Aronofsky Goes Bold with ‘Noah’
I wrote off “Noah” after viewing what was some of the worst trailers I’ve ever seen: mediocre CGI effects, laughable line-delivery, and just general apathy about the entire premise. Bible stories and epics are overdone, and they’re often effect laden to a fault (see “The Ten Commandments” for the former, and “Evan Almighty” for the latter). The cast, led by Russell Crowe and Jennifer Connelley, is not impressive enough to pique my interest either.
In addition to that, the stories of several release date push-backs, financial problems, and mixed early test screen reactions did not boast well for director Darren Aronofsky. However, “Noah” is a case that exemplifies the old saying “don’t judge a movie by its trailer.” It’s a deeply philosophical study of man’s inherently flawed nature, disguised as a blockbuster epic.
In a dream, Noah sees that all life on Earth will be destroyed in a massive flood, and that he must build a massive ark to house all the animals. Noah and his family build the famous ark with the help of a couple of stone giants. Noah and his family are occasionally harassed by marauders from the Caine line of clan, who spread greed and industry that stripped the land of its resources, and ultimately served as justification for Noah’s flood.
Noah, portrayed by a brooding Russell Crowe, shares the same DNA as Aronofsky’s previous protagonists, where he leaps across the thin line between faith and fanaticism: “He chose me because he knew I would finish the job and nothing more.”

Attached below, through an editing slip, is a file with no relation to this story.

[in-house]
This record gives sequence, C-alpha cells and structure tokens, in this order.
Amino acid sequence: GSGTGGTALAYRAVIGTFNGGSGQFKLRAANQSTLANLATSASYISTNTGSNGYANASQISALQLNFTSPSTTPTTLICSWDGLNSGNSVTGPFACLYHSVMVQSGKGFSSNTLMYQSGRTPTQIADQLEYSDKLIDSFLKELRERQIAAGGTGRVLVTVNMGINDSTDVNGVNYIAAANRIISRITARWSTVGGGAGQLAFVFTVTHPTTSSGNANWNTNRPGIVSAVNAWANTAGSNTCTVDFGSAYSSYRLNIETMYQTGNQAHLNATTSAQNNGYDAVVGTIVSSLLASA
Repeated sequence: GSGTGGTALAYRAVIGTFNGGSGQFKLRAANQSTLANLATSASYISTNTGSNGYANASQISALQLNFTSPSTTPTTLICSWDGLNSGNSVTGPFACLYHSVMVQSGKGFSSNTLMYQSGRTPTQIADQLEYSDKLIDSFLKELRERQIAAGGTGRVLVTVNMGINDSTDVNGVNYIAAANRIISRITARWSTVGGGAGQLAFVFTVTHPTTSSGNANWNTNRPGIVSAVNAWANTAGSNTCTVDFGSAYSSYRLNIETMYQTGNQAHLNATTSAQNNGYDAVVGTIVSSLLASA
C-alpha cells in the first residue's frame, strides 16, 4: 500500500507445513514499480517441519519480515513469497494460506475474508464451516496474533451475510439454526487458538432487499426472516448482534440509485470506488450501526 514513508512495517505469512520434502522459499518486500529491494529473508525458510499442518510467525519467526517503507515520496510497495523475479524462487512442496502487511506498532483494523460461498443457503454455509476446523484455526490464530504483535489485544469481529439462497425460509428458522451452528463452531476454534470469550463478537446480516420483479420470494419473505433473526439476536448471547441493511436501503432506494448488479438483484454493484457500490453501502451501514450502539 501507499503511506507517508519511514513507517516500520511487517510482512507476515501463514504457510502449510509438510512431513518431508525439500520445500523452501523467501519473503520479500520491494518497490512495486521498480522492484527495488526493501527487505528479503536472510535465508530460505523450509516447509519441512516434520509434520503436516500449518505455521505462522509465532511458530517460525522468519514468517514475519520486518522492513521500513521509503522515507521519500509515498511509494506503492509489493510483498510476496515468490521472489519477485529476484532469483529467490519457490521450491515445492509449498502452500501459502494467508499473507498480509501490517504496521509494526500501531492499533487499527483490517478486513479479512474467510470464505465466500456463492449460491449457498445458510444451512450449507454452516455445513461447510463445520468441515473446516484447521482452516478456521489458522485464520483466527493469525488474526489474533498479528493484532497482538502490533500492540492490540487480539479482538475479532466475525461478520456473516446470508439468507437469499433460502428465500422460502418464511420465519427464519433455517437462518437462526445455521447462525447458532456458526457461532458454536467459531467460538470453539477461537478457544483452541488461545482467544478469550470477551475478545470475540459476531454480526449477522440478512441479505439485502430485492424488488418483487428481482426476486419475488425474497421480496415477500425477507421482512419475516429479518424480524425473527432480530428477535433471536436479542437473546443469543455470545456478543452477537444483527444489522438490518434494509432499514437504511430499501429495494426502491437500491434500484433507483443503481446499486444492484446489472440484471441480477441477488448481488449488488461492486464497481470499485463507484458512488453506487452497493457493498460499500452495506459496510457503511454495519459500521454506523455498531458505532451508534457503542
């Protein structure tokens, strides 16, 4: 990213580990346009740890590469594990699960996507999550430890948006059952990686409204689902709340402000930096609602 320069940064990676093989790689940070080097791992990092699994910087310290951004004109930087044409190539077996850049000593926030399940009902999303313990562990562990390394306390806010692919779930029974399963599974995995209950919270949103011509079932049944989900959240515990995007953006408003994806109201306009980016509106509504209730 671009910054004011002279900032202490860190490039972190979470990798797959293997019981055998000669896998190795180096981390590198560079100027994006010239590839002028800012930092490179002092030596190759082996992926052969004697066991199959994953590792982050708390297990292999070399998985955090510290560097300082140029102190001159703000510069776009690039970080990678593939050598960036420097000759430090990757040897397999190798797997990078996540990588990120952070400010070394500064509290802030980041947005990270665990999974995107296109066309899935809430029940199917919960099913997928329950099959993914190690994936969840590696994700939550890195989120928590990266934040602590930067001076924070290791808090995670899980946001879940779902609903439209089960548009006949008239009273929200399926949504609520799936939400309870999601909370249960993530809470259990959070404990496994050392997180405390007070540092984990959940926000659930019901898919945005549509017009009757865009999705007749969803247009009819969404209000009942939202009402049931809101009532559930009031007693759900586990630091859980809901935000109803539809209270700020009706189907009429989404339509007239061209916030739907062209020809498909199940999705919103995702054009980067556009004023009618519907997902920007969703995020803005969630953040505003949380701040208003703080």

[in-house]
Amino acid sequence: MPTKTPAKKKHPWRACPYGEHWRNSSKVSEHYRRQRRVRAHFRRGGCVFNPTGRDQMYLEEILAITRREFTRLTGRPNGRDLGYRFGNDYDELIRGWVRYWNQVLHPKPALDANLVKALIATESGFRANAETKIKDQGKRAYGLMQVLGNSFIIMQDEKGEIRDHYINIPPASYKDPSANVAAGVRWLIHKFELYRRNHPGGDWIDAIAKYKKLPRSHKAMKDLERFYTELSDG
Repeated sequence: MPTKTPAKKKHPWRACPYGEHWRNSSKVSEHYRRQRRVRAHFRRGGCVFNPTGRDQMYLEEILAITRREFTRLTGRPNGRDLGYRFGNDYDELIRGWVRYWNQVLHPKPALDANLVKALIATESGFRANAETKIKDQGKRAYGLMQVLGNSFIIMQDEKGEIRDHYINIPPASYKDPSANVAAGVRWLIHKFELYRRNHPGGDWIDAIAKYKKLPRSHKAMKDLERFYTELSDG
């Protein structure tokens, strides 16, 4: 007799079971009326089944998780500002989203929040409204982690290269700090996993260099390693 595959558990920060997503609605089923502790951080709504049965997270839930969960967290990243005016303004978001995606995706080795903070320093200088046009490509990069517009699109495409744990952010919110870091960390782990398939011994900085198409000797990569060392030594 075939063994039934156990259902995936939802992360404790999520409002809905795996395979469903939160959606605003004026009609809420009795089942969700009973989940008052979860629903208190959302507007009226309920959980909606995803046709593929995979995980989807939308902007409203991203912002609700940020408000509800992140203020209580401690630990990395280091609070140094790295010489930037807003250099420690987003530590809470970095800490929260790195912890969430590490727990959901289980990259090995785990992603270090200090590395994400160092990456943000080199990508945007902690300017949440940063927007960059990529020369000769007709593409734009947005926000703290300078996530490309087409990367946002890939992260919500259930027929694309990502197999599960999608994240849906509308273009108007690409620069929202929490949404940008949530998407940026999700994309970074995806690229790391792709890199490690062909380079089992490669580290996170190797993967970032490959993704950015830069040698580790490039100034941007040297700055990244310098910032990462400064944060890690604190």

Darren Aronofsky boasts a pretty impressive filmography from his deliciously intense black-and-white indie debut “Pi” to the claustrophobic psychological thriller “Black Swan.” All his characters dealt with an obsession impulse that ultimately deteriorates the very soul of an individual, physically and psychologically.
Noah’s descent into madness is perfectly portrayed by Crowe, and a cast that consists of Jennifer Connelley, Emma Watson and Logan Lerman provide gentle supporting turns that complements such a weighty protagonist.
What’s interesting about “Noah” is how it tackles the themes of blind faith, self-righteousness and guilt. This is Darren Aronofsky’s take on “Noah” instead of a re-telling of the well-known bible story, and all for the better, because we get a “Noah” story for the modern world.
On the other hand, the narrative of the story is sometimes ridiculous and clunky, and some of the CGI animals looked like they were still rendering. Additionally, the entire film could have used an extra trimming or two in the editing room to sand the edges.
Last, but not least, what I want to applaud most is the fact that Darren Aronosfsky, a director known for small scale, intimate films, was able to clobber this monster of a bible epic into an unexpectedly deep study of the flawed nature of man. He had a clear vision of what he wanted and although not all of it worked, it was bold, ambitious, and often thought-provoking.
RECOMMENDED: “Noah” is a surprisingly deep study of man’s flawed nature in the guise of a big budget blockbuster.